Friday, November 12, 2010

The Social Network

David Fincher, 2010, 
This is a riveting snapshot (slightly long at two hours)) of the brave new world of the internet and the way it makes the distant close and the close distant. The script sizzles and sparks and the inter-cutting (fragments of two legal hearings punctuate the narrative) relentlessly drives the plot forward in an mind stimulating roller-coaster which keeps the viewer on his/her toes.

The film narrates the story of the $25 billion worth Facebook website, started in 2003, and it's creator, Mark Zuckerberg, a Harvard dropout and the world's youngest billionaire.

Zuckerberg is bursting with intellect and motivation with a mind like a furious engine and la dolce Harvard is the right environment to breed prodigies into dizzy success stories. (Zuck doesn't talk quite that frenzied on youtube but it's the film character we have to deal with, accuracy not being a factor.) His speech is a precise staccato articulation of his brisk and unconfused mental processes. He is obviously untroubled by philosophical problems of any kind, surfing on the wave of his effortless intoxicated ascent, only slightly put down by social inadequacy. The character is quite credible and we see a guy with a focussed tunnel vision, internally propelled like a "heat seeking missile" (Ebert) . He sees clearly and correctly that nobody around him is a match for him in the areas where he excels. He is a young, level headed, forthright person, too intelligent to need to stoop to deviousness. We see a certain transformation in the latter third as he is assaulted by hostile forces that work hard to knock him off balance.

This is a convincing portrait of a specialized genius and the other characters mainly serve to frame the central character. It's interest lies in being the "movie of the moment" with new technologies and the changing face of business. At yet another level, it is an excellent portrait of goal oriented behavior, as contrasted to our majority of dithering lives,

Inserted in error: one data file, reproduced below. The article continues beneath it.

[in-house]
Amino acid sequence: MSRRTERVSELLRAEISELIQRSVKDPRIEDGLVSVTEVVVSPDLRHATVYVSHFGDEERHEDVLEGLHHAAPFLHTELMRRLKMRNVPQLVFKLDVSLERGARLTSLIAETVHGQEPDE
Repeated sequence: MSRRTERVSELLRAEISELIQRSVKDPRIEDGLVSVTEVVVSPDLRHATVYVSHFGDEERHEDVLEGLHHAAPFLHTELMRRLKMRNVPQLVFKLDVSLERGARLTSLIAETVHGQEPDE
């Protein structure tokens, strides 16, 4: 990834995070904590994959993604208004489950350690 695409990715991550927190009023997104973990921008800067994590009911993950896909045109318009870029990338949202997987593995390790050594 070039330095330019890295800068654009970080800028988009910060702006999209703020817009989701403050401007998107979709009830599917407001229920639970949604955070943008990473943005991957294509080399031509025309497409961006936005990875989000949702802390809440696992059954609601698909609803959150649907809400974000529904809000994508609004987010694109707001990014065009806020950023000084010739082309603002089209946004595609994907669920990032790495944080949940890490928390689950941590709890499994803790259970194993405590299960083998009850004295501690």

Roger Ebert
Manohla Dargis


Cosmoetica said...

I clicked on the name link for your blog at Ebert’s thread on loneliness. Almost a year ago he did a post on me and my website. Once or twice a week I check out his threads.

A depressing thread, but your blog made me think you might want to experience more of art and interact with intelligent folk more. If interested, contact me and I can introduce you to some people with intelligence and drive in the arts. I have readers all over the world- from the UK to Canada to Japan to Tibet.
If interested, contact me.


PS- I've seen your name on many Ebert threads, incl. the one he did on me.

The Dan Schneider Interviews: The Most Widely Read Interview Series in Internet History
Roger Ebert calls Dan Schneider, 'observant, smart, and makes every effort to be fair,' and states,
'What is remarkable about these many words is that Schneider keeps an open mind,
approaches each film afresh, and doesn't always repeat the same judgments.
An ideal critic tries to start over again with every review.'
Member of the Internet Film Critic Society (IFCS)
Criterion Collection and Classic DVD Examiner
Cosmoetica: The Best In Poetica
Cinemension: Film's Extra Dimension

S. M. Rana said...

@Dan Schneider

You might call that an offer "hard to refuse". After that blog about you by Mr.Ebert, I read and enjoyed many of your reviews about great movies, and was struck by the independence of judgement, and commented on some of them. Thanks for stopping by.

Nathanael Hood said...

Oh, not cool. I comment on Ebert's blog all the time..........


S. M. Rana said...

And how.